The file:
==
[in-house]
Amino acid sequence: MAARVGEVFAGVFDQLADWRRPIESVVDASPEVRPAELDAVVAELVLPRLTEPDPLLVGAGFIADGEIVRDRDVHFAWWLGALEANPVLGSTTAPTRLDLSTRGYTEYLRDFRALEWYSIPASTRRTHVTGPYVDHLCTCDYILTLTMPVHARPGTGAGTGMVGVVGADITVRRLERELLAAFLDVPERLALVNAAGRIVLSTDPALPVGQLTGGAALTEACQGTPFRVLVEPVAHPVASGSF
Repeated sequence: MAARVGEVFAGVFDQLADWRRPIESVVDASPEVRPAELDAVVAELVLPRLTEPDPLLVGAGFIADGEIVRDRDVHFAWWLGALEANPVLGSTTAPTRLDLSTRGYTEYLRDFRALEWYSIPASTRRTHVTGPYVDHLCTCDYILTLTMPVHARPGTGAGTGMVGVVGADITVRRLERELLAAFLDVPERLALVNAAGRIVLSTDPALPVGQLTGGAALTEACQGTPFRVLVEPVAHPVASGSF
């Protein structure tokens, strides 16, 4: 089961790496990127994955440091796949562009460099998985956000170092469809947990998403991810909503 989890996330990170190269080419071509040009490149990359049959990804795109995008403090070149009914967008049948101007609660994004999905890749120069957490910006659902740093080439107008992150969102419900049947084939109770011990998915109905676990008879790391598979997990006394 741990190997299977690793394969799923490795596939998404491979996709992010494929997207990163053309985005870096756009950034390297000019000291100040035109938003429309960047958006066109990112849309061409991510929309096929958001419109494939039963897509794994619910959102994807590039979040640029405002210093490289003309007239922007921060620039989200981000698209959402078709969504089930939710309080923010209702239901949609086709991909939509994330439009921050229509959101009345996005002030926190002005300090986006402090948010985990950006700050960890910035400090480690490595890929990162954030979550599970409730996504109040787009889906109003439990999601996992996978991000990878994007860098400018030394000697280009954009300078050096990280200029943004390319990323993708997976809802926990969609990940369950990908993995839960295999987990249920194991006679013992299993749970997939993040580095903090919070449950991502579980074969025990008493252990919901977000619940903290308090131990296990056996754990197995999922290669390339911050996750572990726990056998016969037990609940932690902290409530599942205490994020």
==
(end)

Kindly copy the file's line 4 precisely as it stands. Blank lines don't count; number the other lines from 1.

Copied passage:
């Protein structure tokens, strides 16, 4: 089961790496990127994955440091796949562009460099998985956000170092469809947990998403991810909503 989890996330990170190269080419071509040009490149990359049959990804795109995008403090070149009914967008049948101007609660994004999905890749120069957490910006659902740093080439107008992150969102419900049947084939109770011990998915109905676990008879790391598979997990006394 741990190997299977690793394969799923490795596939998404491979996709992010494929997207990163053309985005870096756009950034390297000019000291100040035109938003429309960047958006066109990112849309061409991510929309096929958001419109494939039963897509794994619910959102994807590039979040640029405002210093490289003309007239922007921060620039989200981000698209959402078709969504089930939710309080923010209702239901949609086709991909939509994330439009921050229509959101009345996005002030926190002005300090986006402090948010985990950006700050960890910035400090480690490595890929990162954030979550599970409730996504109040787009889906109003439990999601996992996978991000990878994007860098400018030394000697280009954009300078050096990280200029943004390319990323993708997976809802926990969609990940369950990908993995839960295999987990249920194991006679013992299993749970997939993040580095903090919070449950991502579980074969025990008493252990919901977000619940903290308090131990296990056996754990197995999922290669390339911050996750572990726990056998016969037990609940932690902290409530599942205490994020």